Cross-posted at Family Inequality.
In some societies it is expected that newly married couples will move into the husband’s family home. This is called a “patrilocal system” or a “custom of marriage by which the married couple settles in the husband’s home or community” (OED). Patrilocality is bad for women’s status: as outsiders in their new homes, they are alone and disconnected from their own families.
The patrilocal system in China is one of the foundations of its unique form of patriarchy, embedded in the religious tradition of family ancestor worship — and in the language.
This came up because I was learning the Chinese word for grandmother, which, like other family relationship words, differs according to the lineage in question (maternal grandmother, paternal grandmother, etc.). A common traditional term for maternal grandmother is wài pó, 外婆:
Those two characters separately mean outsider and woman. (If you put a space between them in Google translate, the English translation is “foreign woman.”) For comparison, the common term for paternal grandmother is nǎinai (奶奶), which is the word for “milk” twice.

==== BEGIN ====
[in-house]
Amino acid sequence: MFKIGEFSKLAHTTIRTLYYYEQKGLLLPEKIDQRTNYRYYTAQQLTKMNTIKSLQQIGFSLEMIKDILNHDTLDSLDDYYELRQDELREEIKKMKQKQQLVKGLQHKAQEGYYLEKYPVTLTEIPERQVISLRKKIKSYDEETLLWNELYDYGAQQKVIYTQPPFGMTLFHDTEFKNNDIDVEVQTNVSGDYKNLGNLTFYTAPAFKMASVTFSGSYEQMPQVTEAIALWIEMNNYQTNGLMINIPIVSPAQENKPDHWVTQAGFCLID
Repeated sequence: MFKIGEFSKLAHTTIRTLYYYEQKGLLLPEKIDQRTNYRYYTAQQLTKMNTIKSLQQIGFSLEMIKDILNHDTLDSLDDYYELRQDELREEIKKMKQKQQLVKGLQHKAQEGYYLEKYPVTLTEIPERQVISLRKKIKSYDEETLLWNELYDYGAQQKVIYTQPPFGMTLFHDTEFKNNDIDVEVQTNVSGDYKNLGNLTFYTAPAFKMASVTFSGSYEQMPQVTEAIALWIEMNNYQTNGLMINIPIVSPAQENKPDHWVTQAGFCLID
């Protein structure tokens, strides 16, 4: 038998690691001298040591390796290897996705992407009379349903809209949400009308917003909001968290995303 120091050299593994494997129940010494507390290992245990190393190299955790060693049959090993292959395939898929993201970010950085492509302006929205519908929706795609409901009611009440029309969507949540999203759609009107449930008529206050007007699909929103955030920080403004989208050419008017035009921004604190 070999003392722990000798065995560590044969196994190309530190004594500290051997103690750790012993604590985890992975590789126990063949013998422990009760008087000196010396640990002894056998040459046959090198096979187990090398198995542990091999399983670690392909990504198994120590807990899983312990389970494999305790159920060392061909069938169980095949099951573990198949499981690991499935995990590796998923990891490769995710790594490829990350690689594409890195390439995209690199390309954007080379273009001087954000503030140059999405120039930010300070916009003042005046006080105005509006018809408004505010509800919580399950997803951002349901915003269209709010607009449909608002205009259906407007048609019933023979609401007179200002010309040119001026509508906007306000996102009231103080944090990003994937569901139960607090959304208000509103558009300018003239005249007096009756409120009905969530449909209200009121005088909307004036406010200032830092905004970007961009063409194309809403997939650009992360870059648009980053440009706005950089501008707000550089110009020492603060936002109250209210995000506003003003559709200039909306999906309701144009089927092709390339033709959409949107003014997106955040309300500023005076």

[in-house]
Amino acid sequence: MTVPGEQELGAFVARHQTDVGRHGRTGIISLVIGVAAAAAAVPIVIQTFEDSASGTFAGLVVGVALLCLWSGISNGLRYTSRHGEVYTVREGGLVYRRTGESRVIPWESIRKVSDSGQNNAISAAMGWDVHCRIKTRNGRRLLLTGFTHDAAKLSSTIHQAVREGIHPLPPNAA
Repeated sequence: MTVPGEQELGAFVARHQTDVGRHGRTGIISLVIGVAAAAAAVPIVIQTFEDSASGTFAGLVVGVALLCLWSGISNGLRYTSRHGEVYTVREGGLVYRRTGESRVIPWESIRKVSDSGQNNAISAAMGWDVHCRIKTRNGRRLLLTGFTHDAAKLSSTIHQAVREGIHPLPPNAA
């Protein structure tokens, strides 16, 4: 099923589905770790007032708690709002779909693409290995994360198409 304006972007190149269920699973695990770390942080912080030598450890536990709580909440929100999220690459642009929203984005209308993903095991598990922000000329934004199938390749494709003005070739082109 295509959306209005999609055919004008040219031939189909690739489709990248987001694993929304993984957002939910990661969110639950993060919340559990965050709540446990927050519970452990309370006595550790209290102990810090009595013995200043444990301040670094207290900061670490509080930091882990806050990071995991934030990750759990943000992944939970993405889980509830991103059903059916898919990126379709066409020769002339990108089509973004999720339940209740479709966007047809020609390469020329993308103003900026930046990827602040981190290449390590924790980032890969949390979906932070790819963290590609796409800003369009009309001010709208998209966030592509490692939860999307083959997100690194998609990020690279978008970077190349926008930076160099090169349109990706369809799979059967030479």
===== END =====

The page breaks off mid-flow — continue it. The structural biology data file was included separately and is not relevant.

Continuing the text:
Words as Gendered Images
I had been working on Chinese Characters for Beginners, and with my recent focus on language for union or marriage types (homogamy and heterogamy for same sex and other sex marriage, respectively), on the one hand, and sexual dimorphism / gender, on the other, I was sensitive to my first lesson, in which I learned that the word for good is woman+son (好):
And the word for man is field+strength (田+力=男):
Someone who knows more about languages can say whether or how Chinese reveals more about the cultural contexts of its word origins than English does.
In the one-child-policy era the patrilocal tradition has become especially harmful to women. That’s because the lack of an adequate state pension system has increased the need for poor families to produce a son — a son whose (patrilocal) marriage will bring a caretaking daughter-in-law into the family — and decreased the return on investment for raising a daughter, who probably will leave to care for her husband’s parents. One consequence, amply documented in Mara Hvistendahl’s book Unnatural Selection, has been tens of millions of sex-selective abortions.
So, the next time someone sees a common pattern of gendered behavior, and attributes it to genetics or evolution, I’m going to ask them to first demonstrate that the pattern holds among people who aren’t exposed to any language at all (and raised by parents who haven’t been exposed to language either). Otherwise, the influence of ancient cultures is impossible to scrub from the data.